At the end of the 19th century, there were rogue stories. Just like this, the newly emerging socially critical satire (against Chinese tutelage and the Lamaist clergy as well as the abuses associated with it) led with its representatives Shagdar (* 1869, † 1929), Khulitschi Sandag (* 1825, † 1860) and Isisambuu (* 1847, † 1896) to the literature of the 20th century. They are also the authors of poems and songs Kesigbatu (* 1849, † 1916) and Gamala (* 1871, † 1932) as well as the poet, writer of doctrines and the »Singspiel vom Mondkuckuck« Dandschinrabdschai (* 1803, †), which is still often staged today. 1856), then the real critic as a poet Isindangdschilwangdschil (* 1854, † 1907) assigned.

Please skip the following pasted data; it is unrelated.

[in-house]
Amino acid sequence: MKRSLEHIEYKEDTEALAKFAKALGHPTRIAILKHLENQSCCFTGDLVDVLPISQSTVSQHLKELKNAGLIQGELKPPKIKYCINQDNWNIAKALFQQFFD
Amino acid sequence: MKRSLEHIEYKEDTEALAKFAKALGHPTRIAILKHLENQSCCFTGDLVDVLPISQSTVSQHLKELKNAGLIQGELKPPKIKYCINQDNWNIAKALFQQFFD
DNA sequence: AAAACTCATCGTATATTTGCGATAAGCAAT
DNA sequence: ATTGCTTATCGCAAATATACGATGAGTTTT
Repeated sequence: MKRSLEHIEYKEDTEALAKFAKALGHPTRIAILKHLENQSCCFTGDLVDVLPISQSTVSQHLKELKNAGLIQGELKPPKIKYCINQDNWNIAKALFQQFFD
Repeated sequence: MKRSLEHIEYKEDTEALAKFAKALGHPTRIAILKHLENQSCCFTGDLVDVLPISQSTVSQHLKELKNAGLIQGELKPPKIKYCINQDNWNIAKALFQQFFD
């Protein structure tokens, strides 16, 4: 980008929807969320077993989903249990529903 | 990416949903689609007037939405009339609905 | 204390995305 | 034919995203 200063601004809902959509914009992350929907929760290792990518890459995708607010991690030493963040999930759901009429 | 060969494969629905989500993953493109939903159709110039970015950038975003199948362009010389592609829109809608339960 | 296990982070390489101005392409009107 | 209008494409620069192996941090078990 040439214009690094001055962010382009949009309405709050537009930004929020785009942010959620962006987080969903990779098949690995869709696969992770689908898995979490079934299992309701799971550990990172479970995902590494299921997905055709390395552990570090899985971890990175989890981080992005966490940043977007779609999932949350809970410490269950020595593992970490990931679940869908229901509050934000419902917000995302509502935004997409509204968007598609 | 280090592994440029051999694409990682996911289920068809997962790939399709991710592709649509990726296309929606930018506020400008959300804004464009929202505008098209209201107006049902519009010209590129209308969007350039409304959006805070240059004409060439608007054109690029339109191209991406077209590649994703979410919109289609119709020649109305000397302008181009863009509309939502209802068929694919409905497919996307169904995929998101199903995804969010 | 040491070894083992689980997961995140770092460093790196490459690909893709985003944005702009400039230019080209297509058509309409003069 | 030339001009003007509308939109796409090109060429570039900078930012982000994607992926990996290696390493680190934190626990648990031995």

20th century

Traditional works such as ceremonial and shamanic poetry have survived from the first two decades of the 20th century, but after the decline of the Qing dynasty, which ruled the Mongolian regions of Inner and Outer Mongolia, it developed on the basis of the socially critical literature of the late 19th century – v. a. after 1924 a modern Mongolian literature in the Mongolian People’s Republic. This emphasizes the revolutionary as a preliminary stage to socialist realism and aims at planned economy ideals such as norm fulfillment and the new socialist people, often in the form of poetry, e.g. B. Daschdsewegijn Sengee (* 1916, † 1959), Zegmedijn Gajtaw (* 1929, † 1979), Begdsijn Jawuuchulan (* 1929, † 1982) and Sengijn Erdene (* 1929, † 2000), whose narrative work is characterized by masterful, colorful language and differentiated character representations.